B.C.'s privacy commissioner says it's okay for police to identify Stanley Cup rioters with ICBC data and facial-recognition software, but they will need to get a court order first.
Elizabeth Denham says the Freedom of Information and Protection of Privacy Act prohibits one government agency from collecting information, such as a driver's licence, and using it for another purpose. However, she says a provision in the law allows information to be disclosed to police.
ICBC's database has already been used to find fraudsters and identity thieves, but last week ICBC offered it to police to help identify people photographed taking part in the riot following the Stanley Cup final.
Since the riot, Vancouver police have collected thousands of images and hours of video of the participants and have launched a massive investigation to identify those in the photos committing crimes.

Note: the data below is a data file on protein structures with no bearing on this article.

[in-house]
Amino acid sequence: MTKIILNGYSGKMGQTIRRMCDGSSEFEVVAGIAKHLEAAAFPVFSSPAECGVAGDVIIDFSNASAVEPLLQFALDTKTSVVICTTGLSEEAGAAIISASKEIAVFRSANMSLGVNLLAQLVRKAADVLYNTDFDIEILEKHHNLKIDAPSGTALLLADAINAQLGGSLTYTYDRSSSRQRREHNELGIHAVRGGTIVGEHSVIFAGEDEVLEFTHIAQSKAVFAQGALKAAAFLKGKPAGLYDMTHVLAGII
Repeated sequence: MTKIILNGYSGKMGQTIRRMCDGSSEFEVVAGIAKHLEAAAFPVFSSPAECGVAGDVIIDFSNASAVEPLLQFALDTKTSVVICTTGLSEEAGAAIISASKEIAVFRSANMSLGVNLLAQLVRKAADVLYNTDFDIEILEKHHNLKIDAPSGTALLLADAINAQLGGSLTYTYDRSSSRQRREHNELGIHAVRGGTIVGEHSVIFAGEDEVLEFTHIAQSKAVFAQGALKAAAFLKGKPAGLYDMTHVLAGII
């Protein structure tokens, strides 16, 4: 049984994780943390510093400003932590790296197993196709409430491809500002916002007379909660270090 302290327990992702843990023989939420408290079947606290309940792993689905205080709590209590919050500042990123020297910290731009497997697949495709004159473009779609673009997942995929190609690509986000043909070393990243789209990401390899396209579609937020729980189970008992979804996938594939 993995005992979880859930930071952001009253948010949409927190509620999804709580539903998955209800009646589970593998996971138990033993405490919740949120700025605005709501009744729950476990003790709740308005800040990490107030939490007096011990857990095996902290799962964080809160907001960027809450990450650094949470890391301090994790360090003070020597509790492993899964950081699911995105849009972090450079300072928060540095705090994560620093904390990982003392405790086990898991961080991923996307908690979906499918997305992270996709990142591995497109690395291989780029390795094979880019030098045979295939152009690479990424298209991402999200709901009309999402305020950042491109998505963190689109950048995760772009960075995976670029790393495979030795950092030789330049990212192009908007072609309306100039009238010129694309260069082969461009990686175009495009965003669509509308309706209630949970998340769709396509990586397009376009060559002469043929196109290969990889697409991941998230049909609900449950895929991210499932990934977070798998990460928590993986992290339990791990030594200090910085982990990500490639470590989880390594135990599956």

ICBC spokesman Adam Grossman says police could provide images, and the corporation's software would try to match them with photos in its database linked to drivers licences.
Earlier this week, the B.C. Civil Liberties Association raised concerns over the offer, saying ICBC promised that the system wouldn't be used for surveillance identification when it was initially introduced about two years ago.
The facial recognition technology uses computers to take biometric measurements, such as the distance between a person's eyes, nose, cheekbones and jaw, to create a digital profile that is used to identify the person from another photograph or video image.